Jharkhand: Vigilantes in a CYCLE of Violence, Nihar Nayak, South Asia Intelligence Review

What's in a FLAG? Sarmila Bose, The Daily Times, September 22, 2003


PROOF of temple found at Ayodhya,, August 25, 2003

India- Jammu & Kashmir

Some CALL them Kashmir's renegades,They know how to make the quantum jump from

extremism to democracy, September 25, 2003


GHETTO to Mainstream: Emergence of the Modern Muslim, B G Verghese, Times of India

The `DALIT Muslims' and the All-India Backward Muslim Morcha, Yoginder Sikand, Qalander,

India's Muslim TIME Bomb, Pankaj Mishra, The New York Times, Sept. 15, 2003


Maoists take their BATTLE to Nepal's heart, Deepak Thapa, Asia Times, September 17, 2003

Nuclear issues

NEED for nuclear transparency, M V Ramana The Daily Times, September 25, 2003

Fallout of Nuclear WAR Planning - Spectre of Armageddon, N.D. Jayaprakash


Disquiet on the northern FRONT, Ajai Shukla, Indian Express

Pakistan & India

KARGIL, a `test for limited n-war,' The Hindu, Aug 20, 2003

Images that promote FEAR, Kalpana Sharma, The Hindu [India] September 12, 2003

Time to go TRACK-III, Iftikhar H. Malik, Dawn, September 14, 2003


Religious Conversions Threaten SOME Hindus in India, Jason Overdorf, The Far Eastern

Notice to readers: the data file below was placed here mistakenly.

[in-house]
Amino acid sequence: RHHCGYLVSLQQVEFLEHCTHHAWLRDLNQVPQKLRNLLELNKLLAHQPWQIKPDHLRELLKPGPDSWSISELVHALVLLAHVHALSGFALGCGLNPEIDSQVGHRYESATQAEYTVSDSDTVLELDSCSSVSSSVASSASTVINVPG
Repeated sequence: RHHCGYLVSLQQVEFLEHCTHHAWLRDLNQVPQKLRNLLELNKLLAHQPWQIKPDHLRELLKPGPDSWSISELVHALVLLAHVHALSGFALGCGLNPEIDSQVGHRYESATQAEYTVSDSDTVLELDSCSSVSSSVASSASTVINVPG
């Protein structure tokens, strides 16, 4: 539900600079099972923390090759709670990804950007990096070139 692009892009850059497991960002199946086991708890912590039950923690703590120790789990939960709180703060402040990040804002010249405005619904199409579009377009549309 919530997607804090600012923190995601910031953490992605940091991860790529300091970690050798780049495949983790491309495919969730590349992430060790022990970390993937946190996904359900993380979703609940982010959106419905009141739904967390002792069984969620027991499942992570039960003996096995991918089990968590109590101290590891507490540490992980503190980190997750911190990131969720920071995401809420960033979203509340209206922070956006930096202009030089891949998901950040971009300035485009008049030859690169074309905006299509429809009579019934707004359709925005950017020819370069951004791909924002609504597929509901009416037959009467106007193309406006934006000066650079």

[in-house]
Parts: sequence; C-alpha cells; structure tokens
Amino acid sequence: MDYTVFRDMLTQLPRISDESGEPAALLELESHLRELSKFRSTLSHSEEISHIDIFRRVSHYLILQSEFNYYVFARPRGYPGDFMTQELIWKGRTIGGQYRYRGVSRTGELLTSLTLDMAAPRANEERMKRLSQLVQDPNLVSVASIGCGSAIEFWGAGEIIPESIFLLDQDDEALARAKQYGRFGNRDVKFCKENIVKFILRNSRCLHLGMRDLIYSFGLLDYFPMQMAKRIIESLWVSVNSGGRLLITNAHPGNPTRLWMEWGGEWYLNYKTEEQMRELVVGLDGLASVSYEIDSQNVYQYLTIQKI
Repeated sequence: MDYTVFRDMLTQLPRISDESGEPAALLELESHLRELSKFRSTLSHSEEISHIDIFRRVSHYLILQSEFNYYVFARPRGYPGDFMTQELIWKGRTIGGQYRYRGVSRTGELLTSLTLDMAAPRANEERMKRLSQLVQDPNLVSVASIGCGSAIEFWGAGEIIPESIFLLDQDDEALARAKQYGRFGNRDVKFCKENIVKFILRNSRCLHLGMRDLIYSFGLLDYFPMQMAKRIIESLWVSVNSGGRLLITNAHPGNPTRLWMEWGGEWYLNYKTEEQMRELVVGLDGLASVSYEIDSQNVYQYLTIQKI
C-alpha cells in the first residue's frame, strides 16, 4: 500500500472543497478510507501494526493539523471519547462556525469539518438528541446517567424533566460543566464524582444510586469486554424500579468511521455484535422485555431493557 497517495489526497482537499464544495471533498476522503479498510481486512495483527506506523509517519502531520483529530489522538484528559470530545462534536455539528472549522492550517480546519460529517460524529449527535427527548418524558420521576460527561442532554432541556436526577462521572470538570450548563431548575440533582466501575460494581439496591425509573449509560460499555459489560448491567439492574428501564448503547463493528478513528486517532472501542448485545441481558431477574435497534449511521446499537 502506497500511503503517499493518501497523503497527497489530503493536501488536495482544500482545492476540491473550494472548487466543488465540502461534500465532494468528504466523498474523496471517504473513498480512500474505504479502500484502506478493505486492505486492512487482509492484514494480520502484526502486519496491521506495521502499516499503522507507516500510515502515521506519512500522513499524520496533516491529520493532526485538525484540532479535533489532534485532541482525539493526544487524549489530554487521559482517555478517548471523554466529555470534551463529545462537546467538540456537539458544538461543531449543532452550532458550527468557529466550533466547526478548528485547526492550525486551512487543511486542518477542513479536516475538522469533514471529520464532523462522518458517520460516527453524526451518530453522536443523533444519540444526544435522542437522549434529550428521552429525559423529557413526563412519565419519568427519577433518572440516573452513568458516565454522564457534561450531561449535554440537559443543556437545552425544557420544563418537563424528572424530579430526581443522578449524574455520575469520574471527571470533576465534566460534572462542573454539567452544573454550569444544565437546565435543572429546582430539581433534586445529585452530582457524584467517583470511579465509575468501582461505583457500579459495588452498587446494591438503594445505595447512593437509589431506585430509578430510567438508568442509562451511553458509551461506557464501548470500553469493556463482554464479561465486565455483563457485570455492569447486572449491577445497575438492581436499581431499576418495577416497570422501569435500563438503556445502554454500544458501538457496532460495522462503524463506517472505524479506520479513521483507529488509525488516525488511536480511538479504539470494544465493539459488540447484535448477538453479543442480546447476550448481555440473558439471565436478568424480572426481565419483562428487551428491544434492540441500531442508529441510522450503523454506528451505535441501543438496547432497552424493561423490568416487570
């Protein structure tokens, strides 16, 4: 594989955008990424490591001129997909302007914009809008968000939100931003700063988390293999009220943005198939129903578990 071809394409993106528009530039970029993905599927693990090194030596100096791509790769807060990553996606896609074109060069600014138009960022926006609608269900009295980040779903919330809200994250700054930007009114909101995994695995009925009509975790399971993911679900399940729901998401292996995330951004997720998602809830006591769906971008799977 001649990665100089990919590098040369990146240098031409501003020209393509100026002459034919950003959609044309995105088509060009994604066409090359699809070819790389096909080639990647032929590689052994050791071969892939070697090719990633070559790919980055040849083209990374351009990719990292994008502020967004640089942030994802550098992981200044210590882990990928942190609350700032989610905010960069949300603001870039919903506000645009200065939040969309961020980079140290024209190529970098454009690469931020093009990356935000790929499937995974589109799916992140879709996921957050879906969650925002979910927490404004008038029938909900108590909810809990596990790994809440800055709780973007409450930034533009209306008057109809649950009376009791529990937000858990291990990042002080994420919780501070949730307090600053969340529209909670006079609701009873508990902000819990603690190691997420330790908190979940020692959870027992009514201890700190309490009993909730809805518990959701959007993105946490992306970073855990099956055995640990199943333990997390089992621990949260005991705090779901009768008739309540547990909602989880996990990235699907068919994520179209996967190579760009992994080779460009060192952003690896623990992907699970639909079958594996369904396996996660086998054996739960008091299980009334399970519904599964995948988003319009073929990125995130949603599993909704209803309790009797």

Economic Review, September 10, 2003

Sri Lanka

Our ETHNIC Imbroglio, Izeth Hussain, The Island, August 20, 2003

Gender mainstreaming and the BUDGET, The Island, September 10, 2003

Human Security: Sri LANKA, Ian Martin


Misogynist READINGS, Omar R. Quraishi Dawn, 21 September 2003



(Readers are invited to submit similar information  from other areas of South Asia to help us broaden of our coverage. Please send the info to , a week before the date of publication of the next issue of ACHA Peace Bulletin)


*Bangladesh & India


India, Bangladesh discuss border problems, fencing: IANS

India and Bangladesh have begun talks to demarcate their border and fence it to check illegal migrants and terrorists, officials said on Friday., September 20 2003


India keen on Kolkata-Dhaka rail link

The proposal has been put forth after seeing the four-year successful run of Kolkata-Dhaka bus service and launch of a similar link between Dhaka and Agartala on Friday.

Dhaka-Agartala bus service flagged off

Regular commercial service will commence on Saturday September 20.


*Bhutan & India